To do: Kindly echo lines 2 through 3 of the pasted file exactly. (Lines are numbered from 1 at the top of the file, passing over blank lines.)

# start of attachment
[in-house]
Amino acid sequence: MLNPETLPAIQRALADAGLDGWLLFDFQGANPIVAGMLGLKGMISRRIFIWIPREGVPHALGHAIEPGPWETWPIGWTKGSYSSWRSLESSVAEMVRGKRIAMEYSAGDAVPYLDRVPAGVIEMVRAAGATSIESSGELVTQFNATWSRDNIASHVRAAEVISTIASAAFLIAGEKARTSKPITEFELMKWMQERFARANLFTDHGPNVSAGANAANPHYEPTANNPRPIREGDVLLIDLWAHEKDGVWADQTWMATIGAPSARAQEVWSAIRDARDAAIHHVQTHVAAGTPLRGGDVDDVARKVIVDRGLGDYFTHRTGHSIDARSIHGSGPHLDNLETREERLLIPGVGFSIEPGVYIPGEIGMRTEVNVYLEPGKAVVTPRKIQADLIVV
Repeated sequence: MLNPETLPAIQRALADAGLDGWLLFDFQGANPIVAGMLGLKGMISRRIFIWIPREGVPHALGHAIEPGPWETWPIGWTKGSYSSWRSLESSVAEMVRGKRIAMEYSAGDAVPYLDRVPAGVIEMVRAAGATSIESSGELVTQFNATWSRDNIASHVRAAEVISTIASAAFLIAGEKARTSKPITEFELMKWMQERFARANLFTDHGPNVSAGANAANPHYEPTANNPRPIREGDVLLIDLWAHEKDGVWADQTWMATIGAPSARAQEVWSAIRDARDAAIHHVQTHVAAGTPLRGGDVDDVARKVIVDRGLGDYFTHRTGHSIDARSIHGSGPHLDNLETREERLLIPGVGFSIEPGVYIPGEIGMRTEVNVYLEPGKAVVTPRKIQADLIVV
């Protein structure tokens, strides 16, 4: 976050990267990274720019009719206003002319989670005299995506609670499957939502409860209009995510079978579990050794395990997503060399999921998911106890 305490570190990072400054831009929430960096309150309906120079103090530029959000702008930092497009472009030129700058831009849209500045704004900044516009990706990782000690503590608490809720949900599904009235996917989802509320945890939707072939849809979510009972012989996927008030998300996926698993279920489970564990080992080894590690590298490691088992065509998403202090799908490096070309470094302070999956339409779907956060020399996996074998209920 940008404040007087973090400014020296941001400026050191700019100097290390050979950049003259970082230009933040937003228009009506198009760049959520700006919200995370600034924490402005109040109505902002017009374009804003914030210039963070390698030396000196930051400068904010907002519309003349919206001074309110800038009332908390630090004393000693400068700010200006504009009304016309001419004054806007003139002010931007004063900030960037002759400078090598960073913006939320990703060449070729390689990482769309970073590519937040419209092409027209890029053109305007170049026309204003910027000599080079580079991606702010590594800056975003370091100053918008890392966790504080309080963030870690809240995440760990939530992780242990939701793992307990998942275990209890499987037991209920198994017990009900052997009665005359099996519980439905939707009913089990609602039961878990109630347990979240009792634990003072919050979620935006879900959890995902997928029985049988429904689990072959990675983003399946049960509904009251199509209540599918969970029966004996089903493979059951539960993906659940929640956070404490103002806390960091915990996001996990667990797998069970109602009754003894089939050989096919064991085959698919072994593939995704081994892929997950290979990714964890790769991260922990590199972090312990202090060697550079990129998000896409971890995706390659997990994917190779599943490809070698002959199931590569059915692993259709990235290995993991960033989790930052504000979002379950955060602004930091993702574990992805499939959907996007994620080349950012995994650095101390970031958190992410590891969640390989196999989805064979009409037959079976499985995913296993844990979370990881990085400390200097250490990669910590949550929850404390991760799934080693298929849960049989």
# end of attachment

Amino acid sequence: MLNPETLPAIQRALADAGLDGWLLFDFQGANPIVAGMLGLKGMISRRIFIWIPREGVPHALGHAIEPGPWETWPIGWTKGSYSSWRSLESSVAEMVRGKRIAMEYSAGDAVPYLDRVPAGVIEMVRAAGATSIESSGELVTQFNATWSRDNIASHVRAAEVISTIASAAFLIAGEKARTSKPITEFELMKWMQERFARANLFTDHGPNVSAGANAANPHYEPTANNPRPIREGDVLLIDLWAHEKDGVWADQTWMATIGAPSARAQEVWSAIRDARDAAIHHVQTHVAAGTPLRGGDVDDVARKVIVDRGLGDYFTHRTGHSIDARSIHGSGPHLDNLETREERLLIPGVGFSIEPGVYIPGEIGMRTEVNVYLEPGKAVVTPRKIQADLIVV
Repeated sequence: MLNPETLPAIQRALADAGLDGWLLFDFQGANPIVAGMLGLKGMISRRIFIWIPREGVPHALGHAIEPGPWETWPIGWTKGSYSSWRSLESSVAEMVRGKRIAMEYSAGDAVPYLDRVPAGVIEMVRAAGATSIESSGELVTQFNATWSRDNIASHVRAAEVISTIASAAFLIAGEKARTSKPITEFELMKWMQERFARANLFTDHGPNVSAGANAANPHYEPTANNPRPIREGDVLLIDLWAHEKDGVWADQTWMATIGAPSARAQEVWSAIRDARDAAIHHVQTHVAAGTPLRGGDVDDVARKVIVDRGLGDYFTHRTGHSIDARSIHGSGPHLDNLETREERLLIPGVGFSIEPGVYIPGEIGMRTEVNVYLEPGKAVVTPRKIQADLIVV